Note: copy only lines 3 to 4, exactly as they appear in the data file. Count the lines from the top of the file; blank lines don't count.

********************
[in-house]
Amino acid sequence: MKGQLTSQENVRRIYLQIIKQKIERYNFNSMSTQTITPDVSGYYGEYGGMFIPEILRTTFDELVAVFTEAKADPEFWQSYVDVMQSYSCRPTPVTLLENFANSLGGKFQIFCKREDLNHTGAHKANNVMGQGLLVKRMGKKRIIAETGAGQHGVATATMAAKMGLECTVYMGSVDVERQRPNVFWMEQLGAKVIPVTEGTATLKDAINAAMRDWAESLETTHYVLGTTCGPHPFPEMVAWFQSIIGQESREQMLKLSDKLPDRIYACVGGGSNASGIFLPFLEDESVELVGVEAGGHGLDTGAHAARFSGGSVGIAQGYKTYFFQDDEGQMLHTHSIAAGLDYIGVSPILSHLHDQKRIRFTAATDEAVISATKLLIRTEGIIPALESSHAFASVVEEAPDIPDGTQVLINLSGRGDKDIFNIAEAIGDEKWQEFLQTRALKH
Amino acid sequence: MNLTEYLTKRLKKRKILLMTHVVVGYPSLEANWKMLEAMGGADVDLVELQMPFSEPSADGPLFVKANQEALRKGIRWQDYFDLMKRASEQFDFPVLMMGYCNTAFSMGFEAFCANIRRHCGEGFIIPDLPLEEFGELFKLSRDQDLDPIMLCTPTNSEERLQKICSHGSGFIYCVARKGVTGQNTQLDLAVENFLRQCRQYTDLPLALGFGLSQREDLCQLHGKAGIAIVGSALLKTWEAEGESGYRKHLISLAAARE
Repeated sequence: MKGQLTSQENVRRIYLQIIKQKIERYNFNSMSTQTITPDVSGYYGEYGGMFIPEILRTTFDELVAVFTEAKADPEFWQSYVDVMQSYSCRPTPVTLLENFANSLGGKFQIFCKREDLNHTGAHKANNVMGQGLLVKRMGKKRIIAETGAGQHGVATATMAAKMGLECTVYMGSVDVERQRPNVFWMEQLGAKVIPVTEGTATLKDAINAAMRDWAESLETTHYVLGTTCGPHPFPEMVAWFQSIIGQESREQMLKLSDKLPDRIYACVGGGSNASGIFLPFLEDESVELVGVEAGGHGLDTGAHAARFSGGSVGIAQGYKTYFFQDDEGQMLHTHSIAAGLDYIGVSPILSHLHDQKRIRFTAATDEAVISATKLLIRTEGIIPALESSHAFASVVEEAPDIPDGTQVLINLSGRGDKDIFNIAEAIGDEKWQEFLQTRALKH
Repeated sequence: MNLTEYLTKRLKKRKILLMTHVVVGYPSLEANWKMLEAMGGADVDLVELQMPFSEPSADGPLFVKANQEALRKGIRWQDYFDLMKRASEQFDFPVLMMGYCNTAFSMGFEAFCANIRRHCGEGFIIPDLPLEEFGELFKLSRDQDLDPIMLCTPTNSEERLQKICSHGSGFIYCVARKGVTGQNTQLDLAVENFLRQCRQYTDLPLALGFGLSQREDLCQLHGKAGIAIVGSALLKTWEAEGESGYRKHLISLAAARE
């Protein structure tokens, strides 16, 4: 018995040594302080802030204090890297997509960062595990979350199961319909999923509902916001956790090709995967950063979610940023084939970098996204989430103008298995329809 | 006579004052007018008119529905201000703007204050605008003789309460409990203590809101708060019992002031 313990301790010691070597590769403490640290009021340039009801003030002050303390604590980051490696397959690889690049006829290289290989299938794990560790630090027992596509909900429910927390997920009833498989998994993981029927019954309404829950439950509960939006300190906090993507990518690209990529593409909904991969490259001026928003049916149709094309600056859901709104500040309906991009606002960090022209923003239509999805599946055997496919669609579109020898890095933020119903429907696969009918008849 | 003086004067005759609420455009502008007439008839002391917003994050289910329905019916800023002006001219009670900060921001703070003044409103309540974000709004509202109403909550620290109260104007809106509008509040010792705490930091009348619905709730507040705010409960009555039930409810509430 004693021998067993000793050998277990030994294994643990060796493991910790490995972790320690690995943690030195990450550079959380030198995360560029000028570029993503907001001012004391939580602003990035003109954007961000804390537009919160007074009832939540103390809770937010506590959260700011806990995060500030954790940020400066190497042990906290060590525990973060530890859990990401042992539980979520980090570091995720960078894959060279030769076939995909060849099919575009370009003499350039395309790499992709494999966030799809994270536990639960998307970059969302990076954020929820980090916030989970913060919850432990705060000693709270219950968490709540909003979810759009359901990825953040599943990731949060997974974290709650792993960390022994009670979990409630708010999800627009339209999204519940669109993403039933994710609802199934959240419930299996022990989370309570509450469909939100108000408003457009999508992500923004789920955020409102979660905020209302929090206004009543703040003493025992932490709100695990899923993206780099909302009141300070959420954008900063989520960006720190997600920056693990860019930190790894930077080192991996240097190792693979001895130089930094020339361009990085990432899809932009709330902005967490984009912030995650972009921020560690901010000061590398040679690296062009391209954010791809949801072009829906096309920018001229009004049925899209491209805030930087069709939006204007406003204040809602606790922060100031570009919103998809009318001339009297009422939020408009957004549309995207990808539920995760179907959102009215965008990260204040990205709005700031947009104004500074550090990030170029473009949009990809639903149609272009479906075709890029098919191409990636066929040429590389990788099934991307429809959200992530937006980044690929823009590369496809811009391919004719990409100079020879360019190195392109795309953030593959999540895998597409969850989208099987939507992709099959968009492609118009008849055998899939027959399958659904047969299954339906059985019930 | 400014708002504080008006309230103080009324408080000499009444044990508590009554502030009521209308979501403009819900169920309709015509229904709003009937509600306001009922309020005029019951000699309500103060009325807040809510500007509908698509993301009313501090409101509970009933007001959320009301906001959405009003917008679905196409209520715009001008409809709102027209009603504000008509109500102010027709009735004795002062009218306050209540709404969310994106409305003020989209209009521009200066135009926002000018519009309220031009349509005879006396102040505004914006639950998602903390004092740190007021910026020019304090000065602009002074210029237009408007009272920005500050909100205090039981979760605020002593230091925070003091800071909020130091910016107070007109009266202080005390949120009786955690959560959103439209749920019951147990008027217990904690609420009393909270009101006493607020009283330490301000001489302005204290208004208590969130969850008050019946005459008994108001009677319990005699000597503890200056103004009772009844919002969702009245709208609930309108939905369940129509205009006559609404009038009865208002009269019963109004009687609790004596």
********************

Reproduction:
Amino acid sequence: MNLTEYLTKRLKKRKILLMTHVVVGYPSLEANWKMLEAMGGADVDLVELQMPFSEPSADGPLFVKANQEALRKGIRWQDYFDLMKRASEQFDFPVLMMGYCNTAFSMGFEAFCANIRRHCGEGFIIPDLPLEEFGELFKLSRDQDLDPIMLCTPTNSEERLQKICSHGSGFIYCVARKGVTGQNTQLDLAVENFLRQCRQYTDLPLALGFGLSQREDLCQLHGKAGIAIVGSALLKTWEAEGESGYRKHLISLAAARE
Repeated sequence: MKGQLTSQENVRRIYLQIIKQKIERYNFNSMSTQTITPDVSGYYGEYGGMFIPEILRTTFDELVAVFTEAKADPEFWQSYVDVMQSYSCRPTPVTLLENFANSLGGKFQIFCKREDLNHTGAHKANNVMGQGLLVKRMGKKRIIAETGAGQHGVATATMAAKMGLECTVYMGSVDVERQRPNVFWMEQLGAKVIPVTEGTATLKDAINAAMRDWAESLETTHYVLGTTCGPHPFPEMVAWFQSIIGQESREQMLKLSDKLPDRIYACVGGGSNASGIFLPFLEDESVELVGVEAGGHGLDTGAHAARFSGGSVGIAQGYKTYFFQDDEGQMLHTHSIAAGLDYIGVSPILSHLHDQKRIRFTAATDEAVISATKLLIRTEGIIPALESSHAFASVVEEAPDIPDGTQVLINLSGRGDKDIFNIAEAIGDEKWQEFLQTRALKH